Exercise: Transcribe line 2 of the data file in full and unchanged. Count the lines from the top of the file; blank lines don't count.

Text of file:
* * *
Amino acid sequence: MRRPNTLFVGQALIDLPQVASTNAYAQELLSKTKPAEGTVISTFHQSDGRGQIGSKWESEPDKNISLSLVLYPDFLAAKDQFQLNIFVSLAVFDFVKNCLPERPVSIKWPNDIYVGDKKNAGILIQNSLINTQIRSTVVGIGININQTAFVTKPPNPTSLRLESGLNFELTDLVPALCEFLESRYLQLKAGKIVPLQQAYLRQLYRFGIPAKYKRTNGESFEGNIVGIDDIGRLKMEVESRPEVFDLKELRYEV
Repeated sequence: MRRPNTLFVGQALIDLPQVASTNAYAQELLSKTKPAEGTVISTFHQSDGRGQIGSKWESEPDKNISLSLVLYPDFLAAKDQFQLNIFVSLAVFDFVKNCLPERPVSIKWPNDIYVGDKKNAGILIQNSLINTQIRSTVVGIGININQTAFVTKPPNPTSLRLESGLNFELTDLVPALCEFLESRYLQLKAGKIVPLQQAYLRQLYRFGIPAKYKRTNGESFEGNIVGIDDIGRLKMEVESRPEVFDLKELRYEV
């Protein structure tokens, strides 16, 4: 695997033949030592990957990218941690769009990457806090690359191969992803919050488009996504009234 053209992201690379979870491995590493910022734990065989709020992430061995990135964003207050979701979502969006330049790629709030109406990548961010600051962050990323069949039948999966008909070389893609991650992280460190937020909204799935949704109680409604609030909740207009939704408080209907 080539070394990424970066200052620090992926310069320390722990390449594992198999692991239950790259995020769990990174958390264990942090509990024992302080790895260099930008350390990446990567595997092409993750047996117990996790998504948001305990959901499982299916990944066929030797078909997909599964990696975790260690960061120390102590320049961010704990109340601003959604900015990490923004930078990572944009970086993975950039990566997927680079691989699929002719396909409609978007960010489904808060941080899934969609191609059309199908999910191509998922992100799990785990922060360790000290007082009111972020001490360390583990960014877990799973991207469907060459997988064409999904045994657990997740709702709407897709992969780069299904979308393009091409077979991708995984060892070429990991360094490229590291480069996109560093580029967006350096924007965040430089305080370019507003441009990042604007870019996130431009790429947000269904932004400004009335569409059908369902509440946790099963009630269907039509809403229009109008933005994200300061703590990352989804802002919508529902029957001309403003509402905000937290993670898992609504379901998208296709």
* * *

Repeated sequence: MRRPNTLFVGQALIDLPQVASTNAYAQELLSKTKPAEGTVISTFHQSDGRGQIGSKWESEPDKNISLSLVLYPDFLAAKDQFQLNIFVSLAVFDFVKNCLPERPVSIKWPNDIYVGDKKNAGILIQNSLINTQIRSTVVGIGININQTAFVTKPPNPTSLRLESGLNFELTDLVPALCEFLESRYLQLKAGKIVPLQQAYLRQLYRFGIPAKYKRTNGESFEGNIVGIDDIGRLKMEVESRPEVFDLKELRYEV